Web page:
Democrats started really going in big, and they’ve done it in the state of Virginia. It’s reaping unimaginable benefits. Do you know… I was watching last night. The Democrats couldn’t keep up with the celebration. They were one victory after another. There was so many victories being reported, not just in races for the legislature, but for county jobs, and municipal jobs. I mean, they were just winning all over the place, and that’s the benefit of organizing. That’s where you get beyond a candidate’s name or beyond a particular issue, and you’re just turning people out who are inclined… They will be more Progressive voters. They’re inclined to vote with you, and they’re delivering. And one thing I would emphasize is that’s not just a Virginia thing, although Virginia is a stunningly important model, and the piece you’ve referenced is very important.
That’s something we also saw in Kentucky. And again, I’m not trying to Kentucky obsess here, but we just studied that that’s one of the reasons that Beshear won was that they had massive increases in turnout in Louisville. The African American community, working class communities there were turned out in big numbers. They ran a multiracial, multiethnic campaign, and it benefited them. And then, they also recognize that the Democratic setbacks in rural areas don’t have to be permanent. And they went into rural counties that Trump won, in some cases by as much as 40% of the vote, and they flipped those counties. And so, putting time and energy into grassroots work, and frankly, putting resources into it is incredibly beneficial politically. And I think that we saw a lot of examples of that last night.
MARC STEINER So, let’s take a look at three cities right here. Let’s look at Seattle, San Francisco, and Philadelphia. Seattle was interesting. I mean, you saw… This is where a relatively Progressive city, in terms of the people that it elects, but then you had this giant push by Amazon and big tech to defeat the only Socialist member of the city council, to go after her but also just to defeat Progressives, period, who were talking about minimum wages, talking about taxing Amazon per head, and the rest. So, there’s a big push back in the time when we’re also seeing some Democratic national candidates talking about breaking up big tech. And so, talk about what the significance of that particular race is.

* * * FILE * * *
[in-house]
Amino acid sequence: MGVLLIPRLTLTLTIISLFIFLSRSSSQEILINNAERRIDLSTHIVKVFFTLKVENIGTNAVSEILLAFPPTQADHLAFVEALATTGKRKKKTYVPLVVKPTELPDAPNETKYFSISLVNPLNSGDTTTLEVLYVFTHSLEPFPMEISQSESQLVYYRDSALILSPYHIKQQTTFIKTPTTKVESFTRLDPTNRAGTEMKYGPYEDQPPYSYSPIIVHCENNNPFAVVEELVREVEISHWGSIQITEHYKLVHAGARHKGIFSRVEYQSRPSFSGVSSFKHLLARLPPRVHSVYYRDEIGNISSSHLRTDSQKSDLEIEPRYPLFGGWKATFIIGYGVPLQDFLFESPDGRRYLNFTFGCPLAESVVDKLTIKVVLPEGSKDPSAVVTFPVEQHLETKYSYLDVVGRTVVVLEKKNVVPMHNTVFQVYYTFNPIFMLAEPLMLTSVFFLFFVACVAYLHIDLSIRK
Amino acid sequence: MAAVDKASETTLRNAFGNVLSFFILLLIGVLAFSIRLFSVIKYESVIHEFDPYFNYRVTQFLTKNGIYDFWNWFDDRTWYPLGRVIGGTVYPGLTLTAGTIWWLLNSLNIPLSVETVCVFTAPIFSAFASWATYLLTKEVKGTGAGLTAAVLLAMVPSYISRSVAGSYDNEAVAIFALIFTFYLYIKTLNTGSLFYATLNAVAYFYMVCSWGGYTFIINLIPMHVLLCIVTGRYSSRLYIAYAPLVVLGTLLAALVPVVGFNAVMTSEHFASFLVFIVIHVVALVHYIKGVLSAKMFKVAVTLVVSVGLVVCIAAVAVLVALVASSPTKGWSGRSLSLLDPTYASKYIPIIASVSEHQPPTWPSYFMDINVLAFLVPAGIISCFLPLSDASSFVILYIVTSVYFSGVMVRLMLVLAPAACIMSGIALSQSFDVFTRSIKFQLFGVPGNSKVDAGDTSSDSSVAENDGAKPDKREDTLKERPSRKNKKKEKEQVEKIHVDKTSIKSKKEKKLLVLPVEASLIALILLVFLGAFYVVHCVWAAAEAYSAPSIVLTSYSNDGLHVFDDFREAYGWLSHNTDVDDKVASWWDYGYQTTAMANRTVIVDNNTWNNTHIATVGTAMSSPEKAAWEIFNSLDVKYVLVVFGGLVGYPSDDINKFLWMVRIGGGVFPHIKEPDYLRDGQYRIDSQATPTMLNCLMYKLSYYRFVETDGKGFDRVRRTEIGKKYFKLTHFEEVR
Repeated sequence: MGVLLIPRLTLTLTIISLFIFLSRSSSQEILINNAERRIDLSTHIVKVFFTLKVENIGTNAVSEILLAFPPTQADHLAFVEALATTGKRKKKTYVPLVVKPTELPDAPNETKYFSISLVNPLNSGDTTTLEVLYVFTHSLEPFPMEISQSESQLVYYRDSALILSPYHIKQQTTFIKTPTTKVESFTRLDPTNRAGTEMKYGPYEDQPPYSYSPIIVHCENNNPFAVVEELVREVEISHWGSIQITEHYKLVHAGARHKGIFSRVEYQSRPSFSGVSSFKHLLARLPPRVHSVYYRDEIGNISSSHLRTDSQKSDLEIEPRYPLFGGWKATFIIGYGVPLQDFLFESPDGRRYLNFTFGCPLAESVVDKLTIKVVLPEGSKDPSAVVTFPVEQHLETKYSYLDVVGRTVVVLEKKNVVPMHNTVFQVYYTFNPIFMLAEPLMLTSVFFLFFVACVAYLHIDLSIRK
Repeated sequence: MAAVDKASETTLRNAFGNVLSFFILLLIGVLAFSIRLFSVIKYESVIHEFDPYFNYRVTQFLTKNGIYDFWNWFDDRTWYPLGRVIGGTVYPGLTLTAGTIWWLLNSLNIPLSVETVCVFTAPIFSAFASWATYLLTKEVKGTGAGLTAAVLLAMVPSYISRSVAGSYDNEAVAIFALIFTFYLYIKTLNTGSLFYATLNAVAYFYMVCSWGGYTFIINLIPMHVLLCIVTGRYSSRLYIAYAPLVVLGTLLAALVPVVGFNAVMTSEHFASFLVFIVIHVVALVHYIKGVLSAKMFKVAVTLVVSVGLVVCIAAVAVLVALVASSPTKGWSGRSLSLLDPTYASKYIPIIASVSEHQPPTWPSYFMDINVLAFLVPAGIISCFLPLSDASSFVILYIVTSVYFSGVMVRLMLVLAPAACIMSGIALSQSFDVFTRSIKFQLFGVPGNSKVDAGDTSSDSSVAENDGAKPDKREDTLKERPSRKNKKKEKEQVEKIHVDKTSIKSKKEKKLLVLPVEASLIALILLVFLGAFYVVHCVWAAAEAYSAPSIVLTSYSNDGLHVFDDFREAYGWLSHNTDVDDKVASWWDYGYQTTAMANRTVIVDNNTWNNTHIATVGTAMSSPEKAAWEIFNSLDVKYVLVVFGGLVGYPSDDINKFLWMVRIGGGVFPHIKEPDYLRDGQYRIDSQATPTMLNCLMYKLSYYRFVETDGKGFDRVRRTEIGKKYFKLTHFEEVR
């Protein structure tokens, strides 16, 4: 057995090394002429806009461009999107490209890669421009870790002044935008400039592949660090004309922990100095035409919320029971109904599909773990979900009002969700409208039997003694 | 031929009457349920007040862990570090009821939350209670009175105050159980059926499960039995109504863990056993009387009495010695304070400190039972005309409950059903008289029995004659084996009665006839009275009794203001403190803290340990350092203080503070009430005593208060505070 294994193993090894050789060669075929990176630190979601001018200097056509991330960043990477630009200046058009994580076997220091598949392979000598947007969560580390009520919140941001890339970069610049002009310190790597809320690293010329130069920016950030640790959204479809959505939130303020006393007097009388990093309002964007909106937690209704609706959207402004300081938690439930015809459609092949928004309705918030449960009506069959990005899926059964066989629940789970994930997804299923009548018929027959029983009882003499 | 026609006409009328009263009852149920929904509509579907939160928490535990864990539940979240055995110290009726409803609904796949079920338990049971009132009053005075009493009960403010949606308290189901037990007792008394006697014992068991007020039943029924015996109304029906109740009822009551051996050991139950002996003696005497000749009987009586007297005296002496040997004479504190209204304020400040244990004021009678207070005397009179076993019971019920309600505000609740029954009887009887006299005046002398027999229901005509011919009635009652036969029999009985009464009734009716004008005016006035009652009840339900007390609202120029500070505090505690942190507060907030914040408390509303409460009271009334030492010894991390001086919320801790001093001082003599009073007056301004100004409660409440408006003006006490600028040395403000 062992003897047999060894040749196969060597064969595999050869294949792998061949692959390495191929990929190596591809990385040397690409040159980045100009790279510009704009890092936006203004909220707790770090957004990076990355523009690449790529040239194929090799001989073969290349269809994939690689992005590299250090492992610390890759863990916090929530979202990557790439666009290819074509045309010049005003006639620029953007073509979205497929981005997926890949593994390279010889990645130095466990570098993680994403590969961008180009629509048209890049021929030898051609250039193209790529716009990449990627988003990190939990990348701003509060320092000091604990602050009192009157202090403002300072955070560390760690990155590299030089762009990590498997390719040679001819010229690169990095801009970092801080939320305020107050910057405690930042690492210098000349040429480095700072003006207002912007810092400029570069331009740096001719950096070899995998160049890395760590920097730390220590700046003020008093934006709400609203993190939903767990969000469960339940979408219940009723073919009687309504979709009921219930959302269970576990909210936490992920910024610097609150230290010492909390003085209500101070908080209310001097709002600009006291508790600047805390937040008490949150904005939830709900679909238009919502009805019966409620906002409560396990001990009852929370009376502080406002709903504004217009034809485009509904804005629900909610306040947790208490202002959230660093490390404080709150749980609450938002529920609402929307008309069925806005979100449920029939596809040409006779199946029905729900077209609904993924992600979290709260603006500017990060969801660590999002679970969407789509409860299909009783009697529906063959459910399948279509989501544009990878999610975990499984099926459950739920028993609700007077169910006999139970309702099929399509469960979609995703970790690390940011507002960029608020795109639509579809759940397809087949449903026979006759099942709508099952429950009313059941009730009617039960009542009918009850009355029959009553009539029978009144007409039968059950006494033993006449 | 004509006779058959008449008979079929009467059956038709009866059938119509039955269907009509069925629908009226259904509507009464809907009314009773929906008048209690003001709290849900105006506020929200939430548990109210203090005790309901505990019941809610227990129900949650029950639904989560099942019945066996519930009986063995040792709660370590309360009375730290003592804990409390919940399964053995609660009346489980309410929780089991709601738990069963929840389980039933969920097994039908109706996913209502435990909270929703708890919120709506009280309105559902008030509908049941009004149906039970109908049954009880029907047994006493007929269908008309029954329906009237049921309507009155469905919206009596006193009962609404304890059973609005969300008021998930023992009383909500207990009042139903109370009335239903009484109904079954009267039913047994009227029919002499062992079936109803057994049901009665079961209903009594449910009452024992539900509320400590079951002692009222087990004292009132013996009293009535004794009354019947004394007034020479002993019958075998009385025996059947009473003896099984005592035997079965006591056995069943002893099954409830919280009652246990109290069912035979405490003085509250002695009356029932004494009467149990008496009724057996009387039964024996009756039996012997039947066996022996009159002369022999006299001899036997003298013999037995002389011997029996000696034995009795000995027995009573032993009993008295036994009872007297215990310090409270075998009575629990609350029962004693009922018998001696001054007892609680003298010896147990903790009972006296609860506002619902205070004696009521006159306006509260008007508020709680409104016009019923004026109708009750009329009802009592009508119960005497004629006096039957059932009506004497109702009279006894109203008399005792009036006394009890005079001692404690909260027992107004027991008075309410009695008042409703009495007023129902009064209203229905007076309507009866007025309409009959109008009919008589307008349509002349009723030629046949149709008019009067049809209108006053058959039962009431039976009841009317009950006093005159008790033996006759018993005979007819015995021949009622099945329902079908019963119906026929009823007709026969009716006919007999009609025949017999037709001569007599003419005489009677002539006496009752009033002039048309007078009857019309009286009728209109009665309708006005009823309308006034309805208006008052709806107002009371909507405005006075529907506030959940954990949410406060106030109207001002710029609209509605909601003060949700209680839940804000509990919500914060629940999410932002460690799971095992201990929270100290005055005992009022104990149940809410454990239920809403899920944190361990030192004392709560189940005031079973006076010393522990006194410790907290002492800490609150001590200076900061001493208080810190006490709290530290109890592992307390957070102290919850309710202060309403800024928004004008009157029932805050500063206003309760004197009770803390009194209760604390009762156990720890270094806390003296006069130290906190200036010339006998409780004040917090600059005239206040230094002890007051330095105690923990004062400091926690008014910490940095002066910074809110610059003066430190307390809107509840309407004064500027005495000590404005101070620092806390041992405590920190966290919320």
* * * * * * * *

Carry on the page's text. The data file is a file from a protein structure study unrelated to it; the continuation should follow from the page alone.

JOHN NICHOLS Well, let’s not rush.
MARC STEINER Let’s not rush? What do you mean?
JOHN NICHOLS Let’s take a breath because Seattle has mail in voting, and they count ballots until all of the ballots that are stamped on election day have been counted. So, there are still thousands and thousands of ballots, if I’m correct, to be counted in Seattle. So, we don’t know. We don’t fully know where this is all going to play out. And I’ll counsel that when Kshama Sawant, the Socialist city council member we’re talking about, when she ran in 2013, she didn’t initially come out on top. It was in the long counter, those mail in ballots that she closed the gap and eventually moved into the winning position. Some of these other races, it’s similar.
So first off, let’s understand that there’s still a lot of story to be told in Seattle. We’ll see where it ends up. With that said, there’s simply no question. Amazon came in, as did other major tech companies and businesses in general. They spent a fortune, into the millions of dollars. This is a hugely dangerous thing because over the last two decades, municipalities, cities, and counties have been moving Progressive legislation. They’ve often been in the forefront of it. Big tech, big corporate has figured this out. They’ve now figured out that by moving a big chunk of money into municipal races, they can tip the balance because those are usually lower spending races, and this is something we have to watch. Remember, because big tech has immense amounts of banked money. They don’t even know what to do with all the money they make. Their biggest decision is what bank in Liechtenstein to put it in this year. And so, they are able, with an incredibly small dent into their overall wealth or their capacity, to have an influence on politics.
This is a campaign finance reform issue. It’s also one of the challenges that we’re going to see. And it’s why frankly high marks to Elizabeth Warren, Bernie Sanders, and some of these other folks who’ve talked about taking on big tech because that is politically risky as what we see… Seattle tells us. But, the way to answer a risk of this kind is not to back off and not to go soft. It is to… I would argue go big. Make sure that you understand if multinational corporations have the power to warp elections around this country, then it is certainly time to begin to regulate them because no corporation should have that power.
MARC STEINER That’s a good… That’s a lesson from that race I think that needs to be pushed by candidates, and the Democratic Party, and others who are Progressives. Let’s take a look now for a moment at San Francisco and Chesa Boudin and his race for the district attorney’s office. He won the top tier of the vote but then lost the other tiers of the vote. We’ll talk a bit about that and what that means. Also, if you look at that race, to me, it also sets up this battle between Progressives and Centrists among Democrats because the majority of the vote went to three candidates, one or two of whom at least were really throw away the key and lock them up. And then, when he ran against the interim DA… So, this both a lesson in the kind of voting system that we’ve been talking about earlier, as well as just how divided maybe Democrats are about who they want and what they want when it comes to things like crime in city elections.